Tips for Buying an Older Home

Ethan-CollierThink holistically when deciding what you want your home to be. If it’s a 1950s style, updating the kitchen to 2016 styles will make the home feel disjointed. There are many options available to modernize without losing charm. Get a contractor’s advice. Don’t close without having the contractor look at it and review your goals. That wall you want to take out may be load-bearing, and a contractor can help you avoid headaches. Finally, make sure that the total renovation costs and purchase price don’t exceed 10% of the price of neighboring homes, otherwise it can be hard to recoup your investment.

Ethan Collier, Collier Construction

Jay-CaughmanBesides the obvious “home inspection” stuff (lead paint, knob and tube wiring, termites, worn out roof, etc.), as an architect, the thing I look for is character. Wide-plank wood floors, heavy timber beams, beautifully carved mantels, wraparound front porches… the list of reasons to love an older home could go on forever. It’s the small details that today’s mass-produced homes lack that give older homes their charm and elegance.

Jay Caughman, Caughman+Caughman Architects

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Leslie-MoralesRoofs and windows are the two updates that must be done first and should be made a priority in older homes. If a roof is older than 10-15 years, it will need replacement sooner than later. Older windows are usually single pane with very low insulating properties, so be on the lookout there too. Before buying, put these two repairs at the top of your to-do list. Hopefully you’ll get lucky and find an older home whose owners recently replaced the windows and roofing.

Leslie Morales, Smart Furniture



Jimmy-AdamsThe first thing is to determine your budget. Second, will you do all the work up front or will you live in the house while you remodel it? Get estimates on what you plan on redoing – they are the only thing about remodeling a home that is free. Research your vendors and make a list of questions to ask them. Ask for references and jobs that they have completed that you might see. Also make sure the property is inspected by a reputable inspection company. Pay attention to the big ticket items—like roofing, structural foundation, plumbing, HVAC, and electrical as well as possible termite damage—to make sure the home is in good condition.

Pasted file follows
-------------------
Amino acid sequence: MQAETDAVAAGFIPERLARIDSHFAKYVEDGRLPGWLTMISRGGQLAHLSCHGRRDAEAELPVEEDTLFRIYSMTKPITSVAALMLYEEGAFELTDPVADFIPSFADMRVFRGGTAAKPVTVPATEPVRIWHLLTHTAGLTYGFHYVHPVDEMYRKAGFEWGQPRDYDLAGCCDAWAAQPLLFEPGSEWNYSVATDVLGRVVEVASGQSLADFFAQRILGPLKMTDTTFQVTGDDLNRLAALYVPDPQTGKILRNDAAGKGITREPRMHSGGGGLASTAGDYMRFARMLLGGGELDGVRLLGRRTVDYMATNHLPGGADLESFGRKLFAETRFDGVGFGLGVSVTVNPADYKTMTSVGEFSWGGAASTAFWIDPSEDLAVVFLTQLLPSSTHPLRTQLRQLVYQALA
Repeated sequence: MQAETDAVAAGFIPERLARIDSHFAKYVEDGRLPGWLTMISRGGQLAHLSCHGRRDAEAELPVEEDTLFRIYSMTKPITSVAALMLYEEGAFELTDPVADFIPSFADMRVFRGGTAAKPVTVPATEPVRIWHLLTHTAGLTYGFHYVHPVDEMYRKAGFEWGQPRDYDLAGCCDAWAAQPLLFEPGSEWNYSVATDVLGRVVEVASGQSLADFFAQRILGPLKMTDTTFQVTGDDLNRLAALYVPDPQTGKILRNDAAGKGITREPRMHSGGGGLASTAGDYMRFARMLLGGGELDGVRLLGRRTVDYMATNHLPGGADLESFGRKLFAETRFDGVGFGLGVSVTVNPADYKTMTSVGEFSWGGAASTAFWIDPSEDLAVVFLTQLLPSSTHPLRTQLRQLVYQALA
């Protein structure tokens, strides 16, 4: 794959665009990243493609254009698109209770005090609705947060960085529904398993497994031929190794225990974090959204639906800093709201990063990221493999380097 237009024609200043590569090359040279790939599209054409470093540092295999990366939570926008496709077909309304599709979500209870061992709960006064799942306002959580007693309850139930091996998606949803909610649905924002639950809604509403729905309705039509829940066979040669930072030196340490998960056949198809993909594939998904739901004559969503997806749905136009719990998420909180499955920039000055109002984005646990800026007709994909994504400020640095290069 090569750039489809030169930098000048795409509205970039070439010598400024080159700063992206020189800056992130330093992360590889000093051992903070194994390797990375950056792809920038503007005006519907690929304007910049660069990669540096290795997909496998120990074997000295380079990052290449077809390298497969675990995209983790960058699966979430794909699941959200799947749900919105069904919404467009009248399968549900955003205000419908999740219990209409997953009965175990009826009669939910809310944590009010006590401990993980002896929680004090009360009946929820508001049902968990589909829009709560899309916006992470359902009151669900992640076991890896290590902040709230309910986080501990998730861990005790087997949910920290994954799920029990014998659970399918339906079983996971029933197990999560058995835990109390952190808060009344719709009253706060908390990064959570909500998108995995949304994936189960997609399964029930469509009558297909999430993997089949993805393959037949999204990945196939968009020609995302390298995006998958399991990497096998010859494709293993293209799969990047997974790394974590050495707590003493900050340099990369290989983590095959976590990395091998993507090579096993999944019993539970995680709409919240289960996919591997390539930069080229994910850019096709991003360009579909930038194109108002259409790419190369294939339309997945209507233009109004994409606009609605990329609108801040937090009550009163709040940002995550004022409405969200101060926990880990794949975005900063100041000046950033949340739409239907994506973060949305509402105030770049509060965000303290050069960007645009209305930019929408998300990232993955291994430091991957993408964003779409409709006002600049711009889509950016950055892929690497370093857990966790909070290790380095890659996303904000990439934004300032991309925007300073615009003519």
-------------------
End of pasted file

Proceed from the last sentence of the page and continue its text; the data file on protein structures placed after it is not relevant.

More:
Jimmy Adams, Nell’s Home, Gifts, & Interior Design

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Clay-HenleyI’ve been renovating older homes since I was 12 years old. The first thing I look for when buying or renovating is the foundation and framing. If these are in bad shape, you may just be buying a lot. The second most important thing is the electrical. It’s hard to rewire an old home without damaging the walls and ceiling, therefore there is a higher cost to factor in rewiring. Then you have the plumbing and HVAC to consider. I always like to put an estimate together to see how much the home is really going to cost. This helps me to determine how much to pay or to walk away. There are very beautiful older homes in Chattanooga and many deserve to be restored. They are well built and the framing lumber was superb.

Clay Henley, Henley Brothers Construction Company



Louis-WampOne of the big things with an older home is infrastructure. Check the plumbing, electrical, and mechanical. Are they up to code? If not, you have to bring them up to code for safety, which can be costly. On the other hand, keep an eye out for the craftsmanship that is often found in older homes – fireplaces, doors, molding, and more are all things that might inspire you to purchase an older home.

Louis Wamp, Louis Wamp Architect & Associates, Inc.



John-CoffeltThe advice I give most people who are purchasing an older home is to resist the temptation to do everything you want to do to the home before you get a chance to live in it for a time, if it’s practical. I realize many people have a great sense of what it takes to make a house a home that meets their needs; for the other 98% of us, immediately take this as a friendly word of caution. I make a fair amount of my money removing well intended, but short sighted, home modifications – and that’s all before we get to do the fabulous stuff you really want!

John Coffelt, HGH Construction

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